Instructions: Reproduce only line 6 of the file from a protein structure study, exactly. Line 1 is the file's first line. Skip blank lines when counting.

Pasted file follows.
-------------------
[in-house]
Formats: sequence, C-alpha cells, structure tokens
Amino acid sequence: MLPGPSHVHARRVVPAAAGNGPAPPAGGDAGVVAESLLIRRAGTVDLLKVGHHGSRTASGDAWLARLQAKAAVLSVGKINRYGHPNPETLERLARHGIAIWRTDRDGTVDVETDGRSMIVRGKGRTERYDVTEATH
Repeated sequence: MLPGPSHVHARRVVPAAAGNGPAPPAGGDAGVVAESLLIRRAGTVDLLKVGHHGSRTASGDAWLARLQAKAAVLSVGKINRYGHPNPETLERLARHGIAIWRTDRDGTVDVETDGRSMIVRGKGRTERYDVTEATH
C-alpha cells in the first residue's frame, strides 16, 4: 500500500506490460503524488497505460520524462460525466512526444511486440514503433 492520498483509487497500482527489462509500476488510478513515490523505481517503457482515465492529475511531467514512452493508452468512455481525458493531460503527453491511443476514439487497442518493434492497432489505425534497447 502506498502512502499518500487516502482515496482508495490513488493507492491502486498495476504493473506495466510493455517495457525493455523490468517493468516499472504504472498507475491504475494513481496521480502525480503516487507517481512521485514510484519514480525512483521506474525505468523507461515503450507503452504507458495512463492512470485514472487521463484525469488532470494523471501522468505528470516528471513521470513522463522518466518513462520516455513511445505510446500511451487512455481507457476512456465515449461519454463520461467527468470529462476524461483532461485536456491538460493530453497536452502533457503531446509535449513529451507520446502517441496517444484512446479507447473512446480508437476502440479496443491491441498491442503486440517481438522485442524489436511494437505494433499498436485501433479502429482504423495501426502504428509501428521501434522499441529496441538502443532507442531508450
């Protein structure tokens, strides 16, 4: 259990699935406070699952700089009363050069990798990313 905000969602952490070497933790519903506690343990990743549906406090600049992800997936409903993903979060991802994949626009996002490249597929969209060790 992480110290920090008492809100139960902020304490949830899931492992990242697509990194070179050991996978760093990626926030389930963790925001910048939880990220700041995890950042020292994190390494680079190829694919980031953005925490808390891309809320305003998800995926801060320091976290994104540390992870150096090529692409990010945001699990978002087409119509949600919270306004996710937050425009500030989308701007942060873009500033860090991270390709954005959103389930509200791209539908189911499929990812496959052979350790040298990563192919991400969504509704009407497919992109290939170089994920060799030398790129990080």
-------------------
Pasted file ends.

């Protein structure tokens, strides 16, 4: 259990699935406070699952700089009363050069990798990313 905000969602952490070497933790519903506690343990990743549906406090600049992800997936409903993903979060991802994949626009996002490249597929969209060790 992480110290920090008492809100139960902020304490949830899931492992990242697509990194070179050991996978760093990626926030389930963790925001910048939880990220700041995890950042020292994190390494680079190829694919980031953005925490808390891309809320305003998800995926801060320091976290994104540390992870150096090529692409990010945001699990978002087409119509949600919270306004996710937050425009500030989308701007942060873009500033860090991270390709954005959103389930509200791209539908189911499929990812496959052979350790040298990563192919991400969504509704009407497919992109290939170089994920060799030398790129990080």